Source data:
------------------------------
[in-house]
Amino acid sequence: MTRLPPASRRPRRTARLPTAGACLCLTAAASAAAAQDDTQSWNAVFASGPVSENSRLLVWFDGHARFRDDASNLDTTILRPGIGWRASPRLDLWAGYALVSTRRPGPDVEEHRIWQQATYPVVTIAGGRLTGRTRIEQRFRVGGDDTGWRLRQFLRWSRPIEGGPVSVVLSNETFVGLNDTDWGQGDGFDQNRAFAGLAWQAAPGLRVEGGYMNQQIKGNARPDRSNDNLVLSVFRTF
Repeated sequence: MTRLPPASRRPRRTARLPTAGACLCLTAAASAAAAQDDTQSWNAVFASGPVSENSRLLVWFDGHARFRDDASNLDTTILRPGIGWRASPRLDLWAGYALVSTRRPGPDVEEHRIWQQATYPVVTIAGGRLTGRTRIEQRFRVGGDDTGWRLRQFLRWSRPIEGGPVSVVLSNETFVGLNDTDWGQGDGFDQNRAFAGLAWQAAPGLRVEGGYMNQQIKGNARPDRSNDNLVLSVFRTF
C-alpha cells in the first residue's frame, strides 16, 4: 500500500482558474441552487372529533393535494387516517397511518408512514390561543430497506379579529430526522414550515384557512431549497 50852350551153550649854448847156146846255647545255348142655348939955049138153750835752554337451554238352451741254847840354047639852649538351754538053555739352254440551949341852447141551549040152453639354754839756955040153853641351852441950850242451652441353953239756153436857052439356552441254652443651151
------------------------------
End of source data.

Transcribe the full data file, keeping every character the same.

[in-house]
Amino acid sequence: MTRLPPASRRPRRTARLPTAGACLCLTAAASAAAAQDDTQSWNAVFASGPVSENSRLLVWFDGHARFRDDASNLDTTILRPGIGWRASPRLDLWAGYALVSTRRPGPDVEEHRIWQQATYPVVTIAGGRLTGRTRIEQRFRVGGDDTGWRLRQFLRWSRPIEGGPVSVVLSNETFVGLNDTDWGQGDGFDQNRAFAGLAWQAAPGLRVEGGYMNQQIKGNARPDRSNDNLVLSVFRTF
Repeated sequence: MTRLPPASRRPRRTARLPTAGACLCLTAAASAAAAQDDTQSWNAVFASGPVSENSRLLVWFDGHARFRDDASNLDTTILRPGIGWRASPRLDLWAGYALVSTRRPGPDVEEHRIWQQATYPVVTIAGGRLTGRTRIEQRFRVGGDDTGWRLRQFLRWSRPIEGGPVSVVLSNETFVGLNDTDWGQGDGFDQNRAFAGLAWQAAPGLRVEGGYMNQQIKGNARPDRSNDNLVLSVFRTF
C-alpha cells in the first residue's frame, strides 16, 4: 500500500482558474441552487372529533393535494387516517397511518408512514390561543430497506379579529430526522414550515384557512431549497 50852350551153550649854448847156146846255647545255348142655348939955049138153750835752554337451554238352451741254847840354047639852649538351754538053555739352254440551949341852447141551549040152453639354754839756955040153853641351852441950850242451652441353953239756153436857052439356552441254652443651151